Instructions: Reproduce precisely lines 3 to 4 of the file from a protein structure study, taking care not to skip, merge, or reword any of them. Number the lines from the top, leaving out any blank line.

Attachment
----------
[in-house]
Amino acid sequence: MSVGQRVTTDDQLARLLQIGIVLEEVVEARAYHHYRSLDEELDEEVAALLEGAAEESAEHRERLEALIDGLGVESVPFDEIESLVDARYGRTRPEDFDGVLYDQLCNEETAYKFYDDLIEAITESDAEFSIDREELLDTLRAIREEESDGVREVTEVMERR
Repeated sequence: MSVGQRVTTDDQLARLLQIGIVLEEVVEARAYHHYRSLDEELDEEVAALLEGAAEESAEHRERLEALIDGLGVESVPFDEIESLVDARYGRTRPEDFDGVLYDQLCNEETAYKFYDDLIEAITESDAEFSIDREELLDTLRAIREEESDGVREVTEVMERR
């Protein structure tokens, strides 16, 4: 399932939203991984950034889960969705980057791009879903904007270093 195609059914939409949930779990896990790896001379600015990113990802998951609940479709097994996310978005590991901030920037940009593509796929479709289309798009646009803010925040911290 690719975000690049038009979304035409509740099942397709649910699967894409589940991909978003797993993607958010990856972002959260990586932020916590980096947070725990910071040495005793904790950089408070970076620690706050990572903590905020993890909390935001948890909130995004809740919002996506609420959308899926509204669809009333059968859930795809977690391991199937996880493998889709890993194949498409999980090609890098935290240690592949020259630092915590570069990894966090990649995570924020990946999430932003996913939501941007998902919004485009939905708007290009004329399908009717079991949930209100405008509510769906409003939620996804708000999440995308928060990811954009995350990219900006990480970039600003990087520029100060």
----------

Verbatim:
Repeated sequence: MSVGQRVTTDDQLARLLQIGIVLEEVVEARAYHHYRSLDEELDEEVAALLEGAAEESAEHRERLEALIDGLGVESVPFDEIESLVDARYGRTRPEDFDGVLYDQLCNEETAYKFYDDLIEAITESDAEFSIDREELLDTLRAIREEESDGVREVTEVMERR
């Protein structure tokens, strides 16, 4: 399932939203991984950034889960969705980057791009879903904007270093 195609059914939409949930779990896990790896001379600015990113990802998951609940479709097994996310978005590991901030920037940009593509796929479709289309798009646009803010925040911290 690719975000690049038009979304035409509740099942397709649910699967894409589940991909978003797993993607958010990856972002959260990586932020916590980096947070725990910071040495005793904790950089408070970076620690706050990572903590905020993890909390935001948890909130995004809740919002996506609420959308899926509204669809009333059968859930795809977690391991199937996880493998889709890993194949498409999980090609890098935290240690592949020259630092915590570069990894966090990649995570924020990946999430932003996913939501941007998902919004485009939905708007290009004329399908009717079991949930209100405008509510769906409003939620996804708000999440995308928060990811954009995350990219900006990480970039600003990087520029100060």